On the other hand, large-diaphragm condensers tend to round out transients and have a smoother response.
A large-diaphragm condenser can run from a couple of hundred dollars to thousands of dollars. While the cheaper condensers are very high-quality these days, they have drawbacks.
Manufacturers of cheaper condenser microphones often add a boost in the high-end to give an “airy” brightness to recordings. However, high-frequency instruments like the violin can add extra brittleness and bite, making your recording sound tinny and irritating.
While you can remedy this later with equalization, de-essing, and compression, it isn’t always the most efficient workflow.
This is where spending a little more on a microphone can save you tons of time and headache.
If you’re willing to spend a little extra on a large-diaphragm condenser, then you could get one that has a tube in it.
Tubes add a “fatness” to an audio recording and a subtle saturation that is pleasing to the ears (think vinyl records).
Tubes often will accentuate the midrange of an instrument. Because of this characteristic, they could be a fantastic option for violinists looking for a little more vintage color from their microphone instead of a high-fidelity sound.
Great options for a large-diaphragm condenser with a tube are Warm Audio’s Warm Audio WA-251 for a brighter, airy tone or the WA-47 for a thicker, mid-range tone.
Ribbon microphones have a natural suppression in the high-end and are known for being highly natural-sounding and warm. They are incredibly effective for recording acoustic stringed instruments like a violin.
One downside of ribbon microphones, especially regarding recording in your home, is that they have a figure-8 polar pattern. This means that the microphone picks up sound from both the front and the back. Because of this, ribbons can often pick up reflections off walls and hard surfaces, which could be not ideal for getting a clean recording. This is especially true if you choose to not treat your room with acoustic panels.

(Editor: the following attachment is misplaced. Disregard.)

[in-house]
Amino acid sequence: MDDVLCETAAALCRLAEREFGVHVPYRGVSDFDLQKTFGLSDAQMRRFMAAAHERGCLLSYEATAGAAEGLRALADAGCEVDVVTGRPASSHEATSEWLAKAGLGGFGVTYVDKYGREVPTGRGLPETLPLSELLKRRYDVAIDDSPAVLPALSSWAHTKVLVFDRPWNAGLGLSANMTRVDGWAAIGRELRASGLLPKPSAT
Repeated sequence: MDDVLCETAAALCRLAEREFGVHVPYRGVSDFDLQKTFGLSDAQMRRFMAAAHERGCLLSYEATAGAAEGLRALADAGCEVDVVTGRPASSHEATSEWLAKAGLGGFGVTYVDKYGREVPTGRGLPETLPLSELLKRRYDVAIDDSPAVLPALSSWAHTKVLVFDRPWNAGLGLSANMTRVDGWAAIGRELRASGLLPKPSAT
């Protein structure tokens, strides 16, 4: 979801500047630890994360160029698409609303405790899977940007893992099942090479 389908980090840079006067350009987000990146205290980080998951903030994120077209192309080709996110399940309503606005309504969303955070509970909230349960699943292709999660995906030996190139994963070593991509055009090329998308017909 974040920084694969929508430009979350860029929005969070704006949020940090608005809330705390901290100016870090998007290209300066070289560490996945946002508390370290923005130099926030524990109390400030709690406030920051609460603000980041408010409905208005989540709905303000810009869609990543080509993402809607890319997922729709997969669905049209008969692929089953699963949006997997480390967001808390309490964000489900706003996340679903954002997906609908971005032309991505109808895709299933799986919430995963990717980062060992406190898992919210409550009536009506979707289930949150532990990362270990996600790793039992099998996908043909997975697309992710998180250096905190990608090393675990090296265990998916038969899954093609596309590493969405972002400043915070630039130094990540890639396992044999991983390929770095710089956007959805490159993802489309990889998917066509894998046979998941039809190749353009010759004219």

Also, cheap ribbon microphones are usually not worth it. If you’re looking for a quality ribbon microphone, you will need to spend at least $500-600 dollars.
Some of the most popular ribbon microphones run up to 1,000+ for one, so a ribbon isn’t a small purchase.
However, suppose you properly treat your room and are looking to record your violin for years to come. In that case, the investment into a quality ribbon microphone is well worth it.
If you want to find a tremendous all-around ribbon that won’t break the bank, check out the Royer R-10.
All in all, microphones are a critical component of getting a pro-sounding recording of your acoustic violin. However, when it comes to choosing the right one, it comes down to what will be the most efficient for you.
Short cheat sheet:
A cheaper condenser = clean and detailed recording but with an emphasis on high-end that can make your violin sound tinny and irritating. You will need to learn how to EQ, compress, and de-ess for it to sound right.